Many U.S. consumers seem to be pretending that some of their debts are not really debt.
Researchers at Securian Retirement, an arm of Minnesota Mutual Insurance Companies Inc., St. Paul, Minn., have published that finding in a summary of results from a survey of 2,061 U.S. adult consumers.
About 46% refused to treat one type of debt, such as outstanding balances on credit cards or overdue utility bills, as debt, and 11% of the people with debt do not think of themselves as being in debt, Securian researchers report.
About 32% of the non-retired participants who appear to have debt said debt has forced them to cut back on retirement savings, and 52% of the retired participants said they were in debt when they entered retirement, the researchers write.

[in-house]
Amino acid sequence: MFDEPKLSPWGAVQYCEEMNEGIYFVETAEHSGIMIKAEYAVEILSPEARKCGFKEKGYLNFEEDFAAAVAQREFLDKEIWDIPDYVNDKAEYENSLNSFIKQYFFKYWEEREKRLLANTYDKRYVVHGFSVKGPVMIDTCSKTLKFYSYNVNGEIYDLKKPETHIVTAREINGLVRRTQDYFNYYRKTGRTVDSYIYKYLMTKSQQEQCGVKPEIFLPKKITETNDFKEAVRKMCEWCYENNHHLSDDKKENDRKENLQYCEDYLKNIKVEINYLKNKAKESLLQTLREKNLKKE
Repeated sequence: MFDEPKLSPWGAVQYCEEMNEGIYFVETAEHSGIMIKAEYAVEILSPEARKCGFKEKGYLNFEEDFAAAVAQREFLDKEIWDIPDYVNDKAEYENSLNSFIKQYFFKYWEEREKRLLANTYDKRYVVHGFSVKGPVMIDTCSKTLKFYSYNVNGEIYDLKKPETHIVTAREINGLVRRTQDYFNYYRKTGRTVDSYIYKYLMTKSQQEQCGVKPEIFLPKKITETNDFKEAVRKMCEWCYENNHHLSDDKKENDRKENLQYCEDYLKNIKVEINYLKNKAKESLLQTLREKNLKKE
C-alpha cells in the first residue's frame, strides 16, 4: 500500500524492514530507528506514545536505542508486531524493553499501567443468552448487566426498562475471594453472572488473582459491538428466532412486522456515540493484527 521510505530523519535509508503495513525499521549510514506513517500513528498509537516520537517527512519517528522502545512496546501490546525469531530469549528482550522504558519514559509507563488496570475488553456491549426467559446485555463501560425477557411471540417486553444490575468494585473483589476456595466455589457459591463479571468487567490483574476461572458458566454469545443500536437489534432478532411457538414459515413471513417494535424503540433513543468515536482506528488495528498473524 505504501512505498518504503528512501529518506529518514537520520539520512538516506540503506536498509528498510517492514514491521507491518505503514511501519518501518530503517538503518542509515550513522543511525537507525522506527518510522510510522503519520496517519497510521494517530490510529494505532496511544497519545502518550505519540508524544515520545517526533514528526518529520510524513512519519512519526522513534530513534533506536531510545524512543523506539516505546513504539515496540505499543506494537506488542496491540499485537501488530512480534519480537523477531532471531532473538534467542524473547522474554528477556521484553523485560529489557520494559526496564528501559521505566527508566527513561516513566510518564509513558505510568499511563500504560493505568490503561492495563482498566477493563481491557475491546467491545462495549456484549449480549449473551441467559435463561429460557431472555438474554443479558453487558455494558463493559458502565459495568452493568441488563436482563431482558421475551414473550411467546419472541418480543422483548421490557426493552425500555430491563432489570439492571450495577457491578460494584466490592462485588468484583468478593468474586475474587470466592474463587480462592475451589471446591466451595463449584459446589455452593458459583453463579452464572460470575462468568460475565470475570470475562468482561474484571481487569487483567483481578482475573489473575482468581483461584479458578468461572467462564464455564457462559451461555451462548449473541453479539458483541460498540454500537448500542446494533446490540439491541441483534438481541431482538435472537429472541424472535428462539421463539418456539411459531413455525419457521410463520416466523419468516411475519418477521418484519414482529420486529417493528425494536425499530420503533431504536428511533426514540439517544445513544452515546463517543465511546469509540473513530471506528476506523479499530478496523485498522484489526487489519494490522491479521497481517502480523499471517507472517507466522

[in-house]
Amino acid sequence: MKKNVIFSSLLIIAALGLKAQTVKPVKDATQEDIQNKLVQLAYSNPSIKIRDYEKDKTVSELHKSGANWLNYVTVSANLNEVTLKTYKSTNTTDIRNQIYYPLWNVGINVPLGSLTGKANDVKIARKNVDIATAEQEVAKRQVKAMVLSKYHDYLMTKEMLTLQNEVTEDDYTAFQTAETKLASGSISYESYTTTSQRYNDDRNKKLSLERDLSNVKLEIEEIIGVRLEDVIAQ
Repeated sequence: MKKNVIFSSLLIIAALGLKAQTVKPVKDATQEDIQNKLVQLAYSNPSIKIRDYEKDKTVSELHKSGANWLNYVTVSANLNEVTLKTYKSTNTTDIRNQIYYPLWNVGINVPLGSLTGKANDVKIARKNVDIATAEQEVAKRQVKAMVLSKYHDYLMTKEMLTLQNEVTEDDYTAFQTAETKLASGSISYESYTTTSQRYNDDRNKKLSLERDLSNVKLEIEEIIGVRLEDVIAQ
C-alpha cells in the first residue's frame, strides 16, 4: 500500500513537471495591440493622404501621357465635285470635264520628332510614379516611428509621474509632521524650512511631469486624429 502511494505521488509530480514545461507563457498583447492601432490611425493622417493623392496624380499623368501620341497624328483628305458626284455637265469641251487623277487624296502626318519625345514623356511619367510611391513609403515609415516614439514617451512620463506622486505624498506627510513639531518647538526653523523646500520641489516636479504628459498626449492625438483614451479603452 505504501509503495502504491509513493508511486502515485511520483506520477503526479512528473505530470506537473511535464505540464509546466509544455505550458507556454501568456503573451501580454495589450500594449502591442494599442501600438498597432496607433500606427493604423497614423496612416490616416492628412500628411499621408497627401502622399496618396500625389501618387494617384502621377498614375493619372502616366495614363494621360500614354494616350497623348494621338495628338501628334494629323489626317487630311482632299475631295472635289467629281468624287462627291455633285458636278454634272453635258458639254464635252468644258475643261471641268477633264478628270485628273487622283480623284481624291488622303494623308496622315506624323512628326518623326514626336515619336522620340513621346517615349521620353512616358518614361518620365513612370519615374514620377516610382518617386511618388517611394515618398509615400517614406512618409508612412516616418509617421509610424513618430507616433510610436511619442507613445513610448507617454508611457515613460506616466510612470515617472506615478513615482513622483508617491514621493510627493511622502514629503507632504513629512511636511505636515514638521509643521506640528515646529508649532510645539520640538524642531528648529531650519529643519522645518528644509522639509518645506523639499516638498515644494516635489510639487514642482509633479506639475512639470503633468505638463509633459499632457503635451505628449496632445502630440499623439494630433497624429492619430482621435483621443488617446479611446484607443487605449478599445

Only about 40% of the participants with debt said they had down more debt than they had accumulated during the previous 12 months.
The findings suggest that baby boomers and survey participants in their 60s and 70s who are still working may be more likely than they realize to enter retirement with debt, the Securian researchers write.